ITEMS IN AFP WITH KEYWORD:
In April 2016, the U.S. Preventive Services Task Force (USPSTF) updated its recommendation on the use of aspirin to prevent cardiovascular disease (CVD). Because emerging evidence suggested that aspirin may also be useful for the prevention of cancer, for the first time, the USPSTF developed a recom...
Feb 15, 2017 Issue
Screening for Colorectal Cancer: Recommendation Statement [U.S. Preventive Services Task Force]
The USPSTF recommends screening for colorectal cancer starting at age 50 years and continuing until age 75 years.
Oct 15, 2016 Issue
Aspirin Use for the Primary Prevention of Cardiovascular Disease and Colorectal Cancer [Putting Prevention into Practice]
S.L. is a 55-year-old man who presents to your office for a routine refill of his antihypertension medication. He also takes a statin and an antidepressant. Although he smokes, his blood pressure and cholesterol are well controlled. His history and physical examination are unremarkable.
Oct 15, 2016 Issue
Aspirin Use for the Primary Prevention of Cardiovascular Disease and Colorectal Cancer: Recommendation Statement [U.S. Preventive Services Task Force]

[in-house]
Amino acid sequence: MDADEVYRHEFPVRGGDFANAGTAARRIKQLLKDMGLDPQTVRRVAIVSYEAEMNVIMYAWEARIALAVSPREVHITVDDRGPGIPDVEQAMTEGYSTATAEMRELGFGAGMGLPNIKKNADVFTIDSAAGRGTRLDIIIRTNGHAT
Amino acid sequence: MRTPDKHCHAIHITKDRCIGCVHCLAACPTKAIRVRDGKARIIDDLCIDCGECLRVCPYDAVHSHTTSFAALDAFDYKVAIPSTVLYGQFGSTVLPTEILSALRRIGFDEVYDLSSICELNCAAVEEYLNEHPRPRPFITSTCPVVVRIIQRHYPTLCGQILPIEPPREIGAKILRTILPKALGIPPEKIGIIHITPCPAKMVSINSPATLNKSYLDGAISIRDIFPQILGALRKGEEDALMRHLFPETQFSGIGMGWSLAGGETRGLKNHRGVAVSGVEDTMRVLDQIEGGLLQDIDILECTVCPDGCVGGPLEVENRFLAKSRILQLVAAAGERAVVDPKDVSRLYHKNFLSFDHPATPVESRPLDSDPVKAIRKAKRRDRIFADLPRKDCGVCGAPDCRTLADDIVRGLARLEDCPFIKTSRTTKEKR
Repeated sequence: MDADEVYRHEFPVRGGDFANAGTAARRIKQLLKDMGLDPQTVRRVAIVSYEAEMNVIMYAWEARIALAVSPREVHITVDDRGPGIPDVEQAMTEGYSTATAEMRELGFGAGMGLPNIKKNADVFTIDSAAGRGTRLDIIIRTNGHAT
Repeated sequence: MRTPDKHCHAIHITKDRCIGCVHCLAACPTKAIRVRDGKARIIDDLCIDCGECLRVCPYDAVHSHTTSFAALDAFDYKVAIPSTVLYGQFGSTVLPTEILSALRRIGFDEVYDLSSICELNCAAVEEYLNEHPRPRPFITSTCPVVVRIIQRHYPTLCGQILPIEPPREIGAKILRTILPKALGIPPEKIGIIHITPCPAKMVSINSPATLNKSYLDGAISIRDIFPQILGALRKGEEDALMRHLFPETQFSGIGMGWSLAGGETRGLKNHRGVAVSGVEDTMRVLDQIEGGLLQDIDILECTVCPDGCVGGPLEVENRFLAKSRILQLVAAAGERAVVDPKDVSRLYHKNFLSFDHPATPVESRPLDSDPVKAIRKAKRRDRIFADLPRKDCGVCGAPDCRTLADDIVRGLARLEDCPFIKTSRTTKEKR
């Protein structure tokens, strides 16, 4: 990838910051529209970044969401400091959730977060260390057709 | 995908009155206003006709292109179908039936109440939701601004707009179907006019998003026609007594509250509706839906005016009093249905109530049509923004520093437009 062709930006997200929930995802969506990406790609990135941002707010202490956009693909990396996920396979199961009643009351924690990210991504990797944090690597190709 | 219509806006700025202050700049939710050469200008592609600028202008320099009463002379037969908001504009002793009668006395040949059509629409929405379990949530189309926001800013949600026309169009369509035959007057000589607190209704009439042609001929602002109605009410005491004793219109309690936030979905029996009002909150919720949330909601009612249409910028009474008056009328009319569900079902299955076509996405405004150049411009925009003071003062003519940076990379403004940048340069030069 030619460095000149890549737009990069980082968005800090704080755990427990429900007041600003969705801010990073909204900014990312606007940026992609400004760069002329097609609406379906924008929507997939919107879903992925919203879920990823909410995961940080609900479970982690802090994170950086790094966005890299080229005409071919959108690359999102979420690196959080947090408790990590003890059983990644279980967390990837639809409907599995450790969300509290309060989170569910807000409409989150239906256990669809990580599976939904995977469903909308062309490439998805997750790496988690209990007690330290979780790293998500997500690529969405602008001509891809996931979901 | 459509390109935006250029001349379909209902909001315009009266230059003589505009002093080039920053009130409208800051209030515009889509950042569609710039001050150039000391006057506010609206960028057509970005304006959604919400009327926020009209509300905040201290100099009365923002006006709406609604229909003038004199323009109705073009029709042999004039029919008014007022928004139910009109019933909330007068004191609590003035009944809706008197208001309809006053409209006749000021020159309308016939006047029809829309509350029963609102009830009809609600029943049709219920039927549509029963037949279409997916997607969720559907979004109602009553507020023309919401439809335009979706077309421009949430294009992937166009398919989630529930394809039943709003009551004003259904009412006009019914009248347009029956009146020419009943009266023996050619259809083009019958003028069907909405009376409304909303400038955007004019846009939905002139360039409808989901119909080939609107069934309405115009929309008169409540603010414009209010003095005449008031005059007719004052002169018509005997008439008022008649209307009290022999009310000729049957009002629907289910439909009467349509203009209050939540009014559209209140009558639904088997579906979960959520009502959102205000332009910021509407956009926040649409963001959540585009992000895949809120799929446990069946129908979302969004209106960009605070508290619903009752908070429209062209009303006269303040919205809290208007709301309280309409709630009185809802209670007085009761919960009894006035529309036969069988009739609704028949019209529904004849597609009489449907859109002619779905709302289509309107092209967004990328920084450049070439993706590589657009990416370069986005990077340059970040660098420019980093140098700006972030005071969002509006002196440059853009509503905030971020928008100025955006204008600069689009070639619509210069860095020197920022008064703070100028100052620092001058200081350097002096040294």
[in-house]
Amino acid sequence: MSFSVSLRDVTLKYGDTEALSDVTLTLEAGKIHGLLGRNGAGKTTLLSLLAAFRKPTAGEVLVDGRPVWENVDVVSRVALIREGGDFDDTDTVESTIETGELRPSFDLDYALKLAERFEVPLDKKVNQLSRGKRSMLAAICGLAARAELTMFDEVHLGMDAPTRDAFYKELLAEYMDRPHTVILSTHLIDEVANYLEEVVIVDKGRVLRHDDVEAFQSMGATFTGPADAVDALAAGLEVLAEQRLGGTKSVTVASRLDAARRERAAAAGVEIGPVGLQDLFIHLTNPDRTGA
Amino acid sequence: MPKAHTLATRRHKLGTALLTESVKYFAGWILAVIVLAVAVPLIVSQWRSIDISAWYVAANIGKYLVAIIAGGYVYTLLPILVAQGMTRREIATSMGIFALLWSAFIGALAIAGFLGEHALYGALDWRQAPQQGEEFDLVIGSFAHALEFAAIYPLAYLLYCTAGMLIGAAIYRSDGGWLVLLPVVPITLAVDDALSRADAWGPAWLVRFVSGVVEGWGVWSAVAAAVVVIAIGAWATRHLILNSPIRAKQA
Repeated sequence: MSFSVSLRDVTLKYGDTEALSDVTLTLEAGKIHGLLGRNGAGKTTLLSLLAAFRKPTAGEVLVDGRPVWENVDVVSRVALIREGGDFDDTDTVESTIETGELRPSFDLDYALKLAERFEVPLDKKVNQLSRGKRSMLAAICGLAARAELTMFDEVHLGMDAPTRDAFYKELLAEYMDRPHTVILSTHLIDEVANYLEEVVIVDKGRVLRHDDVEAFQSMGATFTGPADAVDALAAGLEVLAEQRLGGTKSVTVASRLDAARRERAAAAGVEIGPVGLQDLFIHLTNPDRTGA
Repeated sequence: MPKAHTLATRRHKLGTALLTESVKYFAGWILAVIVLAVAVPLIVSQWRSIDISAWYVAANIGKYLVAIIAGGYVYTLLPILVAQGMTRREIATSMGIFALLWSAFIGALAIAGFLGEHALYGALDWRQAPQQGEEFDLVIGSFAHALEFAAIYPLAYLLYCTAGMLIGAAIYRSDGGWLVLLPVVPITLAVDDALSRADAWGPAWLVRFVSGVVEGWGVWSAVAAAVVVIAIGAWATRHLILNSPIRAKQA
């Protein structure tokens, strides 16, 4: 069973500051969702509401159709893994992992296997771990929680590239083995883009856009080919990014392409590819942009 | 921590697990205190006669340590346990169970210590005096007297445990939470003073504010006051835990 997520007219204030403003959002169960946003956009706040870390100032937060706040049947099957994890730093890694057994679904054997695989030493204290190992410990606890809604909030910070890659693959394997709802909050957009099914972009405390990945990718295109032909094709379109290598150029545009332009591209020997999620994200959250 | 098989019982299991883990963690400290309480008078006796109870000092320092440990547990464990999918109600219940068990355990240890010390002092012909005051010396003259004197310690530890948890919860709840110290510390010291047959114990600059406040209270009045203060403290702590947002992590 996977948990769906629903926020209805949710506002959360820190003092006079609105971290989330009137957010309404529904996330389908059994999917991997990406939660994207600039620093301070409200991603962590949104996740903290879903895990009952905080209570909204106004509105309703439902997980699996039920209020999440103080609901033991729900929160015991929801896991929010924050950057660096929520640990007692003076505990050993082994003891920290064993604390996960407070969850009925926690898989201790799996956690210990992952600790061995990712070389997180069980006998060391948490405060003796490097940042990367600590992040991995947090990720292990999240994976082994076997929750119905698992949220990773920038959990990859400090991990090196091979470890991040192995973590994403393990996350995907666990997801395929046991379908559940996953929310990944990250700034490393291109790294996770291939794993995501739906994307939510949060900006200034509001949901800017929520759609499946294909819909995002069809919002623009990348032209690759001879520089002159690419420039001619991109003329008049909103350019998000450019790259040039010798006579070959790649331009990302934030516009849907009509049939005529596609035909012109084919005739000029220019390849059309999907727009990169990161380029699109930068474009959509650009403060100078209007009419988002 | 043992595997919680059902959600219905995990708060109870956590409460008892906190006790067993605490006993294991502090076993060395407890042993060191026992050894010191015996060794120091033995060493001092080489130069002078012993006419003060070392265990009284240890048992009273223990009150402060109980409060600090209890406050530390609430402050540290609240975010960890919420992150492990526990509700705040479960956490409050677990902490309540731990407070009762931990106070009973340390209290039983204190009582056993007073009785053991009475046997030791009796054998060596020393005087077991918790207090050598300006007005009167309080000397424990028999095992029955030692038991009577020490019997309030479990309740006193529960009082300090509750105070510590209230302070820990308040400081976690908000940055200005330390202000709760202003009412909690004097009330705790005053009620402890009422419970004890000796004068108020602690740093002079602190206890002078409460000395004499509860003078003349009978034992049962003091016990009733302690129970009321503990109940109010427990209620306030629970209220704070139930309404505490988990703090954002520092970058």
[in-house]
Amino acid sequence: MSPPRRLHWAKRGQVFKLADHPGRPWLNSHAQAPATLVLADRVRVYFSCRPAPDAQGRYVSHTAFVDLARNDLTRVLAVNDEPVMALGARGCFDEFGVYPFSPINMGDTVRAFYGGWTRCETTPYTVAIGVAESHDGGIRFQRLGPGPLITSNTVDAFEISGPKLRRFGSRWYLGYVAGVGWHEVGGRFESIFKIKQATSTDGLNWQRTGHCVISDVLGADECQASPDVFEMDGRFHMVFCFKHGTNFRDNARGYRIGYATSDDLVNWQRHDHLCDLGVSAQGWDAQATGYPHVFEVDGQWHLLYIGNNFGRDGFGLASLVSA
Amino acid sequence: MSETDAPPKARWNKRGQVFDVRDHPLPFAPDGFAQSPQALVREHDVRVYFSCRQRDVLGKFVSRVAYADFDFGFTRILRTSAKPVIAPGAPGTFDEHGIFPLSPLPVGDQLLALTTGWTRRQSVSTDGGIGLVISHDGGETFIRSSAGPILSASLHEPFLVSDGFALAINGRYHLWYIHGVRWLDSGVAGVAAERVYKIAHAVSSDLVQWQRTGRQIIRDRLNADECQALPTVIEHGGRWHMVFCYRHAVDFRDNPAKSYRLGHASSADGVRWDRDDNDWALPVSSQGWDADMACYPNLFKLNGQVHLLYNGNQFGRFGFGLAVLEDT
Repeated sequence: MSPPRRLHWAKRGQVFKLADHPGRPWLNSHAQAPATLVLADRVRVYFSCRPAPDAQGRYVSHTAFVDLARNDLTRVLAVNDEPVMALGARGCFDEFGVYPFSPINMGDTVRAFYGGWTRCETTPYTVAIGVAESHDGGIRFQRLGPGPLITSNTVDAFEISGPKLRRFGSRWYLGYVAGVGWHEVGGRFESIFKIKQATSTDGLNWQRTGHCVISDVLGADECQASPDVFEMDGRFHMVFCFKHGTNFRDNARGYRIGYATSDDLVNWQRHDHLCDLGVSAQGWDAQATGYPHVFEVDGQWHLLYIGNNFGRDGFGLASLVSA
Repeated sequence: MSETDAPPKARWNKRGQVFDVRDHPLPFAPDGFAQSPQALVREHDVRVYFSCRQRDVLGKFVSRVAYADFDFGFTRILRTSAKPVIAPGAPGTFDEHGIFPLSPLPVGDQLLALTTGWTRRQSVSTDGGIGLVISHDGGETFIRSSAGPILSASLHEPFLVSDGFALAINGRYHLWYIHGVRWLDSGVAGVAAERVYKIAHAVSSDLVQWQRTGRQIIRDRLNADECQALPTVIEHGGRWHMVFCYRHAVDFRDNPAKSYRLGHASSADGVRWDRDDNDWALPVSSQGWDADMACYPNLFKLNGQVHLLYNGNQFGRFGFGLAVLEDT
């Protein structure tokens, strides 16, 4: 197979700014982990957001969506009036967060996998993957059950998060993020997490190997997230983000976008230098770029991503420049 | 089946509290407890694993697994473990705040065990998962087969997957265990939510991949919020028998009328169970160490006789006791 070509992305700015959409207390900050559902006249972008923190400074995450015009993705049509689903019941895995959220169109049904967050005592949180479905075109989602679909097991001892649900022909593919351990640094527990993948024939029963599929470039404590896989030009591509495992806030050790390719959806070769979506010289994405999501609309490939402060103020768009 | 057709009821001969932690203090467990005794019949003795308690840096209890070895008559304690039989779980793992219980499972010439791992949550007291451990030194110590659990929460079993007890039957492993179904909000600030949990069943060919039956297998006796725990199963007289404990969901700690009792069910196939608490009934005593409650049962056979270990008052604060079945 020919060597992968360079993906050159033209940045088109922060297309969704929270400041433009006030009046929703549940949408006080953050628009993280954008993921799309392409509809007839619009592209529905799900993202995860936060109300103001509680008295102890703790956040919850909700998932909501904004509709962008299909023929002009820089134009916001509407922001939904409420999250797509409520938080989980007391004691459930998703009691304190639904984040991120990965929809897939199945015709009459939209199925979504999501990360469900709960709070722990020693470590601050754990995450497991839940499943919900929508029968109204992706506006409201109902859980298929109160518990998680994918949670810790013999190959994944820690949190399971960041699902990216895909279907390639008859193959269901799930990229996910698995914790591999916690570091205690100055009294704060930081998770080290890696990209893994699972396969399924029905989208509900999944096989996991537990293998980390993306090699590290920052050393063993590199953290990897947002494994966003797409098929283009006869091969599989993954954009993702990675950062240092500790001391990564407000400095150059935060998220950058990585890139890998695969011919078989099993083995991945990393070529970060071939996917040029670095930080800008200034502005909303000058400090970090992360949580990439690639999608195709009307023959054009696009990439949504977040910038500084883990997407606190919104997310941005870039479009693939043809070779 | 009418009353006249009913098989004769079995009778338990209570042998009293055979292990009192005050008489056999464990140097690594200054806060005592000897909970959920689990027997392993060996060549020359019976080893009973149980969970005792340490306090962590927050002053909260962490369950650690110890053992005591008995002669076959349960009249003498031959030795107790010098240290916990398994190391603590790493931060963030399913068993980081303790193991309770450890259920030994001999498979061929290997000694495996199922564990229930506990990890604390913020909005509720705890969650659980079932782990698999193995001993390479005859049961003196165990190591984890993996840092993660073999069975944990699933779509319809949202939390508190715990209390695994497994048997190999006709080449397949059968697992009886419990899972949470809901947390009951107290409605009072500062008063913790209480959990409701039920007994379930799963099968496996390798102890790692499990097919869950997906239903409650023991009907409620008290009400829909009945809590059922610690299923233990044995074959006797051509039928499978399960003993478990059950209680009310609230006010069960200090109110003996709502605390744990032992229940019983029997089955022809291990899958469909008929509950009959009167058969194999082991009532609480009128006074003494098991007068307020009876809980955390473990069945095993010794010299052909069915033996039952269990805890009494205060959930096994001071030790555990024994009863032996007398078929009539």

The USPSTF recommends initiating low-dose aspirin use for the primary prevention of cardiovascular disease (CVD) and colorectal cancer (CRC) in adults aged 50 to 59 years who have a 10% or greater 10-year CVD risk, are not at increased risk for bleeding, have a life expectancy of at least 10 years, ...
Colon cancer screening should begin at 50 years of age in average-risk persons. Find out the recommendations for patients with risk factors, and surveillance guidelines based on initial screening results.
Although much has been written about the need to encourage colonoscopy in underscreened populations, overscreening for colorectal cancer is now recognized as a problem that can lead to harm.
Fecal DNA testing is more sensitive but less specific than fecal immunochemical testing (FIT), and as a result, has a higher false-positive rate. It is also more expensive than other noninvasive alternatives such as FIT. We do not know which test will be better at reducing mortality.
Immunochemical FOBTs, such as OC-Micro, OC-Sensor, or OC-Light, are moderately sensitive (73% to 89%) and highly specific (92% to 95%) for identifying colorectal cancer. In comparison, Hemoccult Sensa has a lower sensitivity (64% to 80%) and specificity (87% to 90%). Immunochemical FOBTs also have the advantage of requiring only one sample.
Compared with minimal follow-up after surgery for colorectal cancer, intensive follow-up with regular computed tomography (CT), carcinoembryonic antigen (CEA) testing, or both results in more patients undergoing repeat surgery but no reduction in overall mortality or disease-specific mortality.
There appears to be no advantage to obtaining FIT more often than every three years.